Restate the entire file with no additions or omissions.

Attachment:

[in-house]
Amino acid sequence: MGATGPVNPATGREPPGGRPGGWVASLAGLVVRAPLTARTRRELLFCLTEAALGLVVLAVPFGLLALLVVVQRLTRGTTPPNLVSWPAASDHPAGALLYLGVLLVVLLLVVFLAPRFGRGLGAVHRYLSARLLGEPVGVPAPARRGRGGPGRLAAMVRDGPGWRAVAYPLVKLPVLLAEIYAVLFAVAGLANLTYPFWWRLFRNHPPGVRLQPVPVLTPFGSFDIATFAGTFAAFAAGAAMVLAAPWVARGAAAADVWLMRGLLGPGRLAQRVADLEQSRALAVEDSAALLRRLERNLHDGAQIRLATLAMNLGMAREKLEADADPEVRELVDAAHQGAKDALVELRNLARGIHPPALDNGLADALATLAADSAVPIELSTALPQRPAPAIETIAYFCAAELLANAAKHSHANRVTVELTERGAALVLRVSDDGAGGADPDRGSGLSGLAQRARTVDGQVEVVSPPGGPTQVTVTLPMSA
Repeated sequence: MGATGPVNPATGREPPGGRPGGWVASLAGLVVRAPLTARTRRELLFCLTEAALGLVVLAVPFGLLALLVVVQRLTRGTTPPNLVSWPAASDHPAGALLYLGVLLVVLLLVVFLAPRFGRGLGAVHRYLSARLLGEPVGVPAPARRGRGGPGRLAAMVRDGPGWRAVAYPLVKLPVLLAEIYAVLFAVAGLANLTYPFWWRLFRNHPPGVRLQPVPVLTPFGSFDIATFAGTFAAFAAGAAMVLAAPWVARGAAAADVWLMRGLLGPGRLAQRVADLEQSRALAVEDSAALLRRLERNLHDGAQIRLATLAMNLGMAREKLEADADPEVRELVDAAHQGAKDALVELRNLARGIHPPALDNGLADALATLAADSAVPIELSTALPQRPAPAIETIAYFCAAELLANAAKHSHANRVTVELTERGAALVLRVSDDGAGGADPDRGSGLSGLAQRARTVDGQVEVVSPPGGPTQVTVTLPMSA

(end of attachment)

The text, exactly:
[in-house]
Amino acid sequence: MGATGPVNPATGREPPGGRPGGWVASLAGLVVRAPLTARTRRELLFCLTEAALGLVVLAVPFGLLALLVVVQRLTRGTTPPNLVSWPAASDHPAGALLYLGVLLVVLLLVVFLAPRFGRGLGAVHRYLSARLLGEPVGVPAPARRGRGGPGRLAAMVRDGPGWRAVAYPLVKLPVLLAEIYAVLFAVAGLANLTYPFWWRLFRNHPPGVRLQPVPVLTPFGSFDIATFAGTFAAFAAGAAMVLAAPWVARGAAAADVWLMRGLLGPGRLAQRVADLEQSRALAVEDSAALLRRLERNLHDGAQIRLATLAMNLGMAREKLEADADPEVRELVDAAHQGAKDALVELRNLARGIHPPALDNGLADALATLAADSAVPIELSTALPQRPAPAIETIAYFCAAELLANAAKHSHANRVTVELTERGAALVLRVSDDGAGGADPDRGSGLSGLAQRARTVDGQVEVVSPPGGPTQVTVTLPMSA
Repeated sequence: MGATGPVNPATGREPPGGRPGGWVASLAGLVVRAPLTARTRRELLFCLTEAALGLVVLAVPFGLLALLVVVQRLTRGTTPPNLVSWPAASDHPAGALLYLGVLLVVLLLVVFLAPRFGRGLGAVHRYLSARLLGEPVGVPAPARRGRGGPGRLAAMVRDGPGWRAVAYPLVKLPVLLAEIYAVLFAVAGLANLTYPFWWRLFRNHPPGVRLQPVPVLTPFGSFDIATFAGTFAAFAAGAAMVLAAPWVARGAAAADVWLMRGLLGPGRLAQRVADLEQSRALAVEDSAALLRRLERNLHDGAQIRLATLAMNLGMAREKLEADADPEVRELVDAAHQGAKDALVELRNLARGIHPPALDNGLADALATLAADSAVPIELSTALPQRPAPAIETIAYFCAAELLANAAKHSHANRVTVELTERGAALVLRVSDDGAGGADPDRGSGLSGLAQRARTVDGQVEVVSPPGGPTQVTVTLPMSA